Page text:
WALTHAM, Mass. – As the fourth quarter rolls around, you will occasionally catch Boston Celtics guard Isaiah Thomas looking down at his wrist, a gesture to remind anyone watching what time it is – Thomas time.
There are those who elevate their play in the fourth quarter of games, and then there’s Thomas who continues to smoothly navigate his way in unchartered fourth quarter scoring territory.
The Celtics begin the second half of the season Wednesday night against the New York Knicks, and there sits Thomas atop all players in the NBA when it comes to fourth-quarter scoring.
But that’s not all.
He’s not only dropping more points than any other NBA player in the most important quarter of them all, but he’s doing so at an unprecedented level of 10.1 fourth-quarter points per game.
Since NBA.com/stats began tracking fourth quarter scoring with the 1997-1998 season, no player has averaged more than 9.5 fourth-quarter points (LeBron James, 2006) in a season.
What makes Thomas’ fourth quarter heroics so impressive is that everyone in the building – fans, coaches, opponents – knows that’s when he’s looking to be most impactful for the Celtics and yet he still can’t be stopped.
Charlotte Hornets coach Steve Clifford acknowledged how tough it is to limit Thomas despite knowing he’s looking to take over games in the fourth.
“It’s hard because the blitz game is impossible because they don’t roll,” said Clifford whose Hornets were beaten 108-98 by Boston on Monday. “If you watch the teams that try to blitz them, you’re going to give up basically lay-ups. We had things in to get the ball out of his hands but the way they played and the stuff that they usually go to late, they didn’t get to. He (Thomas) made some terrific plays; he’s a terrific offensive player.”
Despite what he does in the fourth and his overall scoring average of 28.2 points which is ranked among the league’s leaders, there are still lots of doubters as to how good Thomas.
Regardless of how you view his play, he has consistently played at a level this season that places him among the game’s best players.
And at the rate he’s scoring in the fourth quarter, he’s establishing himself as one of the great closers in the game.
Consider the list of players in the past decade who led the league in points scored in the fourth quarter.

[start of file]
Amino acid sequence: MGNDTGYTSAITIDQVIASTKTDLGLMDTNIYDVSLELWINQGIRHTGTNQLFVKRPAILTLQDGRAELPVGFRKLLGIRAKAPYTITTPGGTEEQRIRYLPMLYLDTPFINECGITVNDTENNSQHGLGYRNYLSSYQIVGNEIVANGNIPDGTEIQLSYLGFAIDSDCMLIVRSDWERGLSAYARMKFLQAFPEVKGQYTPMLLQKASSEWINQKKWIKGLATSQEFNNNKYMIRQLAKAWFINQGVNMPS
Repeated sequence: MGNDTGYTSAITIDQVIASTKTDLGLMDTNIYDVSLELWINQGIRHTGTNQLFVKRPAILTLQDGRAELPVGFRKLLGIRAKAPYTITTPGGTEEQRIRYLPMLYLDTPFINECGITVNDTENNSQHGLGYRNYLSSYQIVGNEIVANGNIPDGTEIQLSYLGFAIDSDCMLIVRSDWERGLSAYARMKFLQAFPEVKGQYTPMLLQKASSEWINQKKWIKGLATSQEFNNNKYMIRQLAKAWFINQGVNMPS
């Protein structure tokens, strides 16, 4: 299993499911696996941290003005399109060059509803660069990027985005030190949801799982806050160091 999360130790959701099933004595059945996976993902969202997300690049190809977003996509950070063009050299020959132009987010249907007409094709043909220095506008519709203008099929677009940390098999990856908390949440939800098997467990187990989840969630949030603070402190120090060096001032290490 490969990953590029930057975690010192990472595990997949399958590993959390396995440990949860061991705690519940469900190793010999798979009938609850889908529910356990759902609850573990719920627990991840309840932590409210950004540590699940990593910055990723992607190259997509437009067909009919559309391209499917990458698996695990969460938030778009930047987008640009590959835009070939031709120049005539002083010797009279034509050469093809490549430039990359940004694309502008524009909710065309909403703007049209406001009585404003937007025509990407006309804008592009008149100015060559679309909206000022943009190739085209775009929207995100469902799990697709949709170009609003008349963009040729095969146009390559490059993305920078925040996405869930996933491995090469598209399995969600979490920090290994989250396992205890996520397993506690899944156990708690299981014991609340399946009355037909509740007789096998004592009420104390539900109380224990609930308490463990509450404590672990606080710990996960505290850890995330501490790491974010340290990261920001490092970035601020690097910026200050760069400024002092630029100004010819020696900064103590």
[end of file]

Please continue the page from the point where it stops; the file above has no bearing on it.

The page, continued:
- 2016: James Harden (7.7)
- 2015: Russell Westbrook (7.1)
- 2014: Kevin Durant (7.9)
- 2013: Kevin Durant (8.4)
- 2012: Kevin Durant (7.3)
- 2011: Amare Stoudemire (7.1)
- 2010: LeBron James (8.0)
- 2009: LeBron James (7.7)
- 2008: LeBron James (9.1)
- 2007: Dwyane Wade (8.2)
You have All-stars, All-NBA First Teamers, league MVPs as well as a few future Hall of Famers.
As good as those players were in their respective seasons, when the game mattered most – the fourth quarter – Thomas numbers (for now at least) stand head and shoulders above them all.
Celtics coach Brad Stevens gives Thomas a lot of credit for being such a consistent scorer, particularly in the fourth quarter.
But as good as Thomas is, he’s not out there getting all these baskets on his own, either.
“It says a lot about the fact that he’s got a lot of skilled guys around him that are hard to leave,” Stevens said. “When you’re playing Kelly (Olynyk) and Jonas (Jerebko) together with him, there’s a lot of space on the floor to operate. When those guys are at the four (power forward) and five (center), when you’re playing guys like Al Horford who can space the floor or Avery (Bradley) or Jae (Crowder), you know, those types of guys … at the end of the day I think that it’s a combination of a lot of things.”
And for opponents, a lot of problems.
“He’s been playing well,” Hornets guard Kemba Walker said of Thomas. “He’s been playing better than anyone in our league. He’s playing with great confidence and making the plays for his team to win games. He’s been great.”